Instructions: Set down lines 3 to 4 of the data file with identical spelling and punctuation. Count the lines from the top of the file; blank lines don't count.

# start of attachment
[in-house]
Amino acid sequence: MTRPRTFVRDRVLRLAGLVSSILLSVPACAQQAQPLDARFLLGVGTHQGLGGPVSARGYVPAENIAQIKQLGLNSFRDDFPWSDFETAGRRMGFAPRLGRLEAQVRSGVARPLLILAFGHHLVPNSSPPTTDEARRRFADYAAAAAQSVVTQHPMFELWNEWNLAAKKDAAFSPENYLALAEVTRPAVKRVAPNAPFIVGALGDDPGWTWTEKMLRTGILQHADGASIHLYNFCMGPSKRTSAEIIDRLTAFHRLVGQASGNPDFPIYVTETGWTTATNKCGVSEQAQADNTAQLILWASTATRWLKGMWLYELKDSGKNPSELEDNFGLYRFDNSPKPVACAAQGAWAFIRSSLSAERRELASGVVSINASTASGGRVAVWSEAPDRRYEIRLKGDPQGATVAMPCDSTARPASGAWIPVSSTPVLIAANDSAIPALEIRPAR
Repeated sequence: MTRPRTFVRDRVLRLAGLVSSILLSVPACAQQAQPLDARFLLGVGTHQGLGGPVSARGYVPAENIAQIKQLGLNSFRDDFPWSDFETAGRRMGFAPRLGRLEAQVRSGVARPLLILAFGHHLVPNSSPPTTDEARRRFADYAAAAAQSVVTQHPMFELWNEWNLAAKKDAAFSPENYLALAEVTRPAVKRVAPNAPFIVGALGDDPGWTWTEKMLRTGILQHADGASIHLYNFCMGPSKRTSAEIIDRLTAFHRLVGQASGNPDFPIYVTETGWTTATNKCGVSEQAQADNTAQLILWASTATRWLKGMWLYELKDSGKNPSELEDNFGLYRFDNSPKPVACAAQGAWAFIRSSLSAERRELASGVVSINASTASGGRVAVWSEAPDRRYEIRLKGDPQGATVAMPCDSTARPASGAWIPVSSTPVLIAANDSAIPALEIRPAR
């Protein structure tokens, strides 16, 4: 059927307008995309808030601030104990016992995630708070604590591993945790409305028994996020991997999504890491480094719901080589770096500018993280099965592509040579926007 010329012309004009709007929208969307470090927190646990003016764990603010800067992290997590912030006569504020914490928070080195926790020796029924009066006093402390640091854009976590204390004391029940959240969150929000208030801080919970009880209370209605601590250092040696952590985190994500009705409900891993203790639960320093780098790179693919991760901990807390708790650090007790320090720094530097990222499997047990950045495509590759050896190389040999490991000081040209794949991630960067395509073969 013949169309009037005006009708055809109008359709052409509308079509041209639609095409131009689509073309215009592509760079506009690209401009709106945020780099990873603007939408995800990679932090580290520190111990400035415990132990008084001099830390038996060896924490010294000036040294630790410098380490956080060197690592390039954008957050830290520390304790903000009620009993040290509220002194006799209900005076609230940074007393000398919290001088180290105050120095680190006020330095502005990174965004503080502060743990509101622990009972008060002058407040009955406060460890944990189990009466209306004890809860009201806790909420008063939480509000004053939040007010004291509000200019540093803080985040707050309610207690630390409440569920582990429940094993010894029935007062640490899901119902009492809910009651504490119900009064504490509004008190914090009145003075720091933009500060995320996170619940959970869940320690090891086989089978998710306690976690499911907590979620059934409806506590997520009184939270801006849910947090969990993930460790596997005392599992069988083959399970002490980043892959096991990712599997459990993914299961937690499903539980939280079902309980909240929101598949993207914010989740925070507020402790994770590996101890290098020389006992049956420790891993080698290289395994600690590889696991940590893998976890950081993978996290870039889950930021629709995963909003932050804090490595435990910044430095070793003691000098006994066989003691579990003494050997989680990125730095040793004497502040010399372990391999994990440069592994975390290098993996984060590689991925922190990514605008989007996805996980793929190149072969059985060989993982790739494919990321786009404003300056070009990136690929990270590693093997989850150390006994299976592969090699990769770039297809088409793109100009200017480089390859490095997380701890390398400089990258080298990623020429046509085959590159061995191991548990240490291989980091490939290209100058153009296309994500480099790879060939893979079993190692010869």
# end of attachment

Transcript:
Repeated sequence: MTRPRTFVRDRVLRLAGLVSSILLSVPACAQQAQPLDARFLLGVGTHQGLGGPVSARGYVPAENIAQIKQLGLNSFRDDFPWSDFETAGRRMGFAPRLGRLEAQVRSGVARPLLILAFGHHLVPNSSPPTTDEARRRFADYAAAAAQSVVTQHPMFELWNEWNLAAKKDAAFSPENYLALAEVTRPAVKRVAPNAPFIVGALGDDPGWTWTEKMLRTGILQHADGASIHLYNFCMGPSKRTSAEIIDRLTAFHRLVGQASGNPDFPIYVTETGWTTATNKCGVSEQAQADNTAQLILWASTATRWLKGMWLYELKDSGKNPSELEDNFGLYRFDNSPKPVACAAQGAWAFIRSSLSAERRELASGVVSINASTASGGRVAVWSEAPDRRYEIRLKGDPQGATVAMPCDSTARPASGAWIPVSSTPVLIAANDSAIPALEIRPAR
């Protein structure tokens, strides 16, 4: 059927307008995309808030601030104990016992995630708070604590591993945790409305028994996020991997999504890491480094719901080589770096500018993280099965592509040579926007 010329012309004009709007929208969307470090927190646990003016764990603010800067992290997590912030006569504020914490928070080195926790020796029924009066006093402390640091854009976590204390004391029940959240969150929000208030801080919970009880209370209605601590250092040696952590985190994500009705409900891993203790639960320093780098790179693919991760901990807390708790650090007790320090720094530097990222499997047990950045495509590759050896190389040999490991000081040209794949991630960067395509073969 013949169309009037005006009708055809109008359709052409509308079509041209639609095409131009689509073309215009592509760079506009690209401009709106945020780099990873603007939408995800990679932090580290520190111990400035415990132990008084001099830390038996060896924490010294000036040294630790410098380490956080060197690592390039954008957050830290520390304790903000009620009993040290509220002194006799209900005076609230940074007393000398919290001088180290105050120095680190006020330095502005990174965004503080502060743990509101622990009972008060002058407040009955406060460890944990189990009466209306004890809860009201806790909420008063939480509000004053939040007010004291509000200019540093803080985040707050309610207690630390409440569920582990429940094993010894029935007062640490899901119902009492809910009651504490119900009064504490509004008190914090009145003075720091933009500060995320996170619940959970869940320690090891086989089978998710306690976690499911907590979620059934409806506590997520009184939270801006849910947090969990993930460790596997005392599992069988083959399970002490980043892959096991990712599997459990993914299961937690499903539980939280079902309980909240929101598949993207914010989740925070507020402790994770590996101890290098020389006992049956420790891993080698290289395994600690590889696991940590893998976890950081993978996290870039889950930021629709995963909003932050804090490595435990910044430095070793003691000098006994066989003691579990003494050997989680990125730095040793004497502040010399372990391999994990440069592994975390290098993996984060590689991925922190990514605008989007996805996980793929190149072969059985060989993982790739494919990321786009404003300056070009990136690929990270590693093997989850150390006994299976592969090699990769770039297809088409793109100009200017480089390859490095997380701890390398400089990258080298990623020429046509085959590159061995191991548990240490291989980091490939290209100058153009296309994500480099790879060939893979079993190692010869």